National Drug Strategy
National Drug Strategy

Comorbidity of mental disorders and substance use: a brief guide for the primary care clinician

4.1.4 Implications for management

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The World Health Organization (WHO) has recommended three broad strategies for assisting people to quit or reduce tobacco use(108):

  1. The routine delivery for all smokers of brief opportunistic intervention by health professionals.
  2. Intensive support provided as a backup for brief intervention, including quit/reduce groups, coping skills information and support.
  3. Pharmacological aids.
These three strategies are discussed in the following paragraphs.

All forms of treatment may require a degree of modification to accommodate those with mental disorders who have impaired cognitive ability.

1. Brief intervention

All smokers should be asked regularly about their tobacco use and offered at least brief intervention.

The Smoking cessation guidelines for Australian general practice (2004) recommended the 5As model for brief intervention(66):

2. Support

Smokers need a range of cognitive and behavioural strategies to address their tobacco use. They may require: Motivational interviewing is an effective way to help increase commitment to quitting.

The Stages of Change Model is a valuable model for assessing a person's readiness to change and suggests interventions targeted to the person's current stage in the Stage of Change. In the model the patient is at one of several stages relevant to changing their behaviour. The stages are: Each stage requires a different intervention from the clinician.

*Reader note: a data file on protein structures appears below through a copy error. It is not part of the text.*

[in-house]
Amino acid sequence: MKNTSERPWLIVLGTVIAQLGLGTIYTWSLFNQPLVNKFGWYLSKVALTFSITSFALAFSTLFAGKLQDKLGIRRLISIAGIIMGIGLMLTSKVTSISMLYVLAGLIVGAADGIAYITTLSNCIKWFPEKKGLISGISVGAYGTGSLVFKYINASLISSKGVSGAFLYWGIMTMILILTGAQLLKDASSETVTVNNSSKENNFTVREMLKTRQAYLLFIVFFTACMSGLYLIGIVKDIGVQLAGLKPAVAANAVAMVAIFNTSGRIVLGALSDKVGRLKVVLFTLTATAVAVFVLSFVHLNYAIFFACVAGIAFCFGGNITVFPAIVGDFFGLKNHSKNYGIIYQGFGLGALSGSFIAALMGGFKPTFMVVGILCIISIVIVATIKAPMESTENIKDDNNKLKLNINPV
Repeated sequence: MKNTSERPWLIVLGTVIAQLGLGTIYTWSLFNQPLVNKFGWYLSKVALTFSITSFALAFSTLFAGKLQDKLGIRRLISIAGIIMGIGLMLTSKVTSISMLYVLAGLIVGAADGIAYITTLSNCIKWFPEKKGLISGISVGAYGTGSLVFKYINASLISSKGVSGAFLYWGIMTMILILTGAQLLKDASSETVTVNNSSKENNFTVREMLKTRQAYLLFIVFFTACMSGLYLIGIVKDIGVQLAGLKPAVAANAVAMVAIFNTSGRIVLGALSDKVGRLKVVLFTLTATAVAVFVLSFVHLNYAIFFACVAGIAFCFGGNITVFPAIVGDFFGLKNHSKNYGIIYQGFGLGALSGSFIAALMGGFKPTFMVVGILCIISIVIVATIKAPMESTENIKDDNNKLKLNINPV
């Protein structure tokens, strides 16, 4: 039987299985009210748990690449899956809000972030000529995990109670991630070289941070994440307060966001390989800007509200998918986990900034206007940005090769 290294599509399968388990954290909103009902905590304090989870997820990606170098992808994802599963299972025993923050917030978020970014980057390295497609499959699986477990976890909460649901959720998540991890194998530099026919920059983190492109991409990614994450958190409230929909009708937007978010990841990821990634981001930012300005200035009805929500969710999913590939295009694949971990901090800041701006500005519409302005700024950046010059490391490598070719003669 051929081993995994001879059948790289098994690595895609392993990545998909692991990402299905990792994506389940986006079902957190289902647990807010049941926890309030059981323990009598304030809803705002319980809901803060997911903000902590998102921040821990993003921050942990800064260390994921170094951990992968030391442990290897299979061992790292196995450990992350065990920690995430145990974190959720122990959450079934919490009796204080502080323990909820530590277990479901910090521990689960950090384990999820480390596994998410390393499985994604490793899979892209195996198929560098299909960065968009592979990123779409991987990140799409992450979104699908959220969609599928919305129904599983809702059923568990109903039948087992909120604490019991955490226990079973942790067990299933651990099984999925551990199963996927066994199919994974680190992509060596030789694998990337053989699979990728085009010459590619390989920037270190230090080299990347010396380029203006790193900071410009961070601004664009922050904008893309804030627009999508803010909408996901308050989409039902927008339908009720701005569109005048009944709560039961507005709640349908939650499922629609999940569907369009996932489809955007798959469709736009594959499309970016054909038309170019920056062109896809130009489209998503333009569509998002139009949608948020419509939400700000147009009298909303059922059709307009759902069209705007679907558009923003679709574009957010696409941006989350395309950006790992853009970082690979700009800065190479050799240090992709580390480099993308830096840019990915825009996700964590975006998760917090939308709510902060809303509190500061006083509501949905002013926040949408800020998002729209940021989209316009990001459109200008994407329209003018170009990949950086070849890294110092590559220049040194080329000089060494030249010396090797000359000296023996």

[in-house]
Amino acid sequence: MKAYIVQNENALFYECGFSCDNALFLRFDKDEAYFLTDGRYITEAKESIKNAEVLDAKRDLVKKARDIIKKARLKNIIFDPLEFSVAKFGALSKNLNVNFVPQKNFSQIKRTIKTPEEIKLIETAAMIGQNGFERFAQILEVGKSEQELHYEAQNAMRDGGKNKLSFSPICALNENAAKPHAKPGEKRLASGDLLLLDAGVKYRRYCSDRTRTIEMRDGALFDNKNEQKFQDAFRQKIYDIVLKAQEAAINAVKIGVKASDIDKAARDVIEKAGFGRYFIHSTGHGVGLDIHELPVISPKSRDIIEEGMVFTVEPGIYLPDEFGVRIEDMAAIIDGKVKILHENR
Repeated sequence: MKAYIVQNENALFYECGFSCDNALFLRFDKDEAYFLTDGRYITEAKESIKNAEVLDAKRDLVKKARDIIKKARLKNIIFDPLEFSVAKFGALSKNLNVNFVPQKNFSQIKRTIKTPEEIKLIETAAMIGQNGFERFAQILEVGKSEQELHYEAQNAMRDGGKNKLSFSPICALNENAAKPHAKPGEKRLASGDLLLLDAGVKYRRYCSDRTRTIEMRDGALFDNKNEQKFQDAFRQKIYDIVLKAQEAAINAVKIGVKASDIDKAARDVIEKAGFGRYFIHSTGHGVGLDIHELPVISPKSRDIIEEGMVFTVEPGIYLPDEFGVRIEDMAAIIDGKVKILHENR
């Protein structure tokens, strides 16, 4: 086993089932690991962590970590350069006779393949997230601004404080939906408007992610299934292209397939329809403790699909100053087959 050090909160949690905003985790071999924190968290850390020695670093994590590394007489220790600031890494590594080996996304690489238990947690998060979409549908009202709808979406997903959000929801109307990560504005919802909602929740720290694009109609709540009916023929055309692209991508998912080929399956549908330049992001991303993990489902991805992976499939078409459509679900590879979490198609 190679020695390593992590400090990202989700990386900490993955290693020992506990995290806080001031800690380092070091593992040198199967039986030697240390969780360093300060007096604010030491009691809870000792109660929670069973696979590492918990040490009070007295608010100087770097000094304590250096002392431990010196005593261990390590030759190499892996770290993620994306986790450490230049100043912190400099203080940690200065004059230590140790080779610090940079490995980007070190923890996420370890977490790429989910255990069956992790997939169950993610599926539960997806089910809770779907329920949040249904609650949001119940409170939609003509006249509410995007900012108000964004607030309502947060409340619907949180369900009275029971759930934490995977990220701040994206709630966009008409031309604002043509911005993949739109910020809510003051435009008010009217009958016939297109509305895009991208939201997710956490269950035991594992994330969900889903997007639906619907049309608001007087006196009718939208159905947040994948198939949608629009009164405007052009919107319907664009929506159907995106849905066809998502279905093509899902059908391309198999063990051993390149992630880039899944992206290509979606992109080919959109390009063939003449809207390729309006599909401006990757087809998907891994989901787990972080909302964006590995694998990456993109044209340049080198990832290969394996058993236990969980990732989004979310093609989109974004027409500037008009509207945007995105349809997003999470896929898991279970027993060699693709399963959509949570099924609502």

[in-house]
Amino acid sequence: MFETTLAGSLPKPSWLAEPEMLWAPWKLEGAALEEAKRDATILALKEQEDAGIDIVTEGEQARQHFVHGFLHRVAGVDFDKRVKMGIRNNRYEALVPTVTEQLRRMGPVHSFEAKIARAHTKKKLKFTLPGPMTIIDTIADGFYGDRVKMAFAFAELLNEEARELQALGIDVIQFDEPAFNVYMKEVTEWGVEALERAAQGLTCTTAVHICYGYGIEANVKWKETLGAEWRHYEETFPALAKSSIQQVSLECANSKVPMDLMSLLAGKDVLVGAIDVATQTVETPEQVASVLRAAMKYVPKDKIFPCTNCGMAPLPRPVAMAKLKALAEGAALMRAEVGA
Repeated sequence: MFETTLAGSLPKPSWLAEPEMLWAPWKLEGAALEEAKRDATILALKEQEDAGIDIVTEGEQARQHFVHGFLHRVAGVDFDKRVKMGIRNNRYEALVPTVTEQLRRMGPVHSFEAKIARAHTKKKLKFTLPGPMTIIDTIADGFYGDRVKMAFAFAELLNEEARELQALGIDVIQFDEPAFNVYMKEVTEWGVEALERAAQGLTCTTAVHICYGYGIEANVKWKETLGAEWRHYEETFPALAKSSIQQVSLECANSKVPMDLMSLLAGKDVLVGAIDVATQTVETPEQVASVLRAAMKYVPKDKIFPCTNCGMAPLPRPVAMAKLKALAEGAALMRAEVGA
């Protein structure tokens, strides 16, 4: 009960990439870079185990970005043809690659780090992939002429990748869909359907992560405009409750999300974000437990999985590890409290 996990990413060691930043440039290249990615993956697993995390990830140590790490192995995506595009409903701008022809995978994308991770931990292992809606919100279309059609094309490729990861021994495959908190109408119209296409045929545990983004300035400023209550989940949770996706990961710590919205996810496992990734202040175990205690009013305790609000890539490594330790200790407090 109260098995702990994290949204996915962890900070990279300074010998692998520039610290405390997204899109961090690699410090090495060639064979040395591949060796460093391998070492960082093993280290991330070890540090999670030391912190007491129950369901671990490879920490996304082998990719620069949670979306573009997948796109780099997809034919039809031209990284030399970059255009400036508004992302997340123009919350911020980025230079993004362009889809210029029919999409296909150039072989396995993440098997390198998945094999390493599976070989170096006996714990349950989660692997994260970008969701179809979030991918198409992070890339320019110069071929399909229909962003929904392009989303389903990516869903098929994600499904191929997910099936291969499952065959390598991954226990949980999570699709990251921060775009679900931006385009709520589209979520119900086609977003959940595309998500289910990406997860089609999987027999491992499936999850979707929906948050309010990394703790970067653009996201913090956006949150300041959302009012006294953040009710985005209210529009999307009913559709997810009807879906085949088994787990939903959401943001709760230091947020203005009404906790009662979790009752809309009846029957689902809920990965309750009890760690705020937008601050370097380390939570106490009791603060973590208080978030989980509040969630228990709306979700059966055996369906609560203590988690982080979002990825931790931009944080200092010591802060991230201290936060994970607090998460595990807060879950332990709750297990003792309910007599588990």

For further information concerning motivational interviewing and stages of change models, please refer to:

Putting prevention into practice: Guidelines for the implementation of prevention in the general practice setting(116):

3. Pharmacological aids

Nicotine replacement therapy

Nicotine replacement therapy (NRT) aims to replace some of the nicotine obtained from cigarettes. This reduces physical withdrawal symptoms when stopping smoking, helps the person resist the urge to smoke(84) and is acceptable in those with mental disorders****(93, 96):

Combination NRT or high dose NRT

People who are heavy smokers (smoke more than 20 cigarettes a day) can use combined treatments if they are still experiencing withdrawal symptoms and are unable to quit using a single type of NRT. For example, using a combination of a patch with gum, lozenge or inhaler may be more effective.

NRT is contraindicated and medical advice is recommended for people who; In addition, specific products are not recommended for some people, including: NRT for pregnant women and nursing mothers is indicated with precaution and medical advice should be sought regarding the appropriate product and dosage.

Bupropion (Zyban)